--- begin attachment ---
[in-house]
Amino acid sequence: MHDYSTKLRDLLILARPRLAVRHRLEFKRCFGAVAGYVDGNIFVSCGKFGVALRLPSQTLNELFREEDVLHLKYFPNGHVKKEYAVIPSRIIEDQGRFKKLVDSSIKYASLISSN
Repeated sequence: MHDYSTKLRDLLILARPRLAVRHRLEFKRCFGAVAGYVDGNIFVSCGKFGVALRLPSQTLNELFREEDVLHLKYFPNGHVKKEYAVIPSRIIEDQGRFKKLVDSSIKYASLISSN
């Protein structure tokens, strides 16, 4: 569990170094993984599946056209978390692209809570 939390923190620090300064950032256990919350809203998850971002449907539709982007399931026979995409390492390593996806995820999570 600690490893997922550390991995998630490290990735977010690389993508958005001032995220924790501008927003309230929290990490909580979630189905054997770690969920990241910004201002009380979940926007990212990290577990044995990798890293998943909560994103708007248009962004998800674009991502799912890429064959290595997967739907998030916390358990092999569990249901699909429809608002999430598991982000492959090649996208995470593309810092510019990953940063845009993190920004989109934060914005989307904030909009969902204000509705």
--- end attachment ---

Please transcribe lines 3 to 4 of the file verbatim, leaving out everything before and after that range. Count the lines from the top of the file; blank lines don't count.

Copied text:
Repeated sequence: MHDYSTKLRDLLILARPRLAVRHRLEFKRCFGAVAGYVDGNIFVSCGKFGVALRLPSQTLNELFREEDVLHLKYFPNGHVKKEYAVIPSRIIEDQGRFKKLVDSSIKYASLISSN
């Protein structure tokens, strides 16, 4: 569990170094993984599946056209978390692209809570 939390923190620090300064950032256990919350809203998850971002449907539709982007399931026979995409390492390593996806995820999570 600690490893997922550390991995998630490290990735977010690389993508958005001032995220924790501008927003309230929290990490909580979630189905054997770690969920990241910004201002009380979940926007990212990290577990044995990798890293998943909560994103708007248009962004998800674009991502799912890429064959290595997967739907998030916390358990092999569990249901699909429809608002999430598991982000492959090649996208995470593309810092510019990953940063845009993190920004989109934060914005989307904030909009969902204000509705």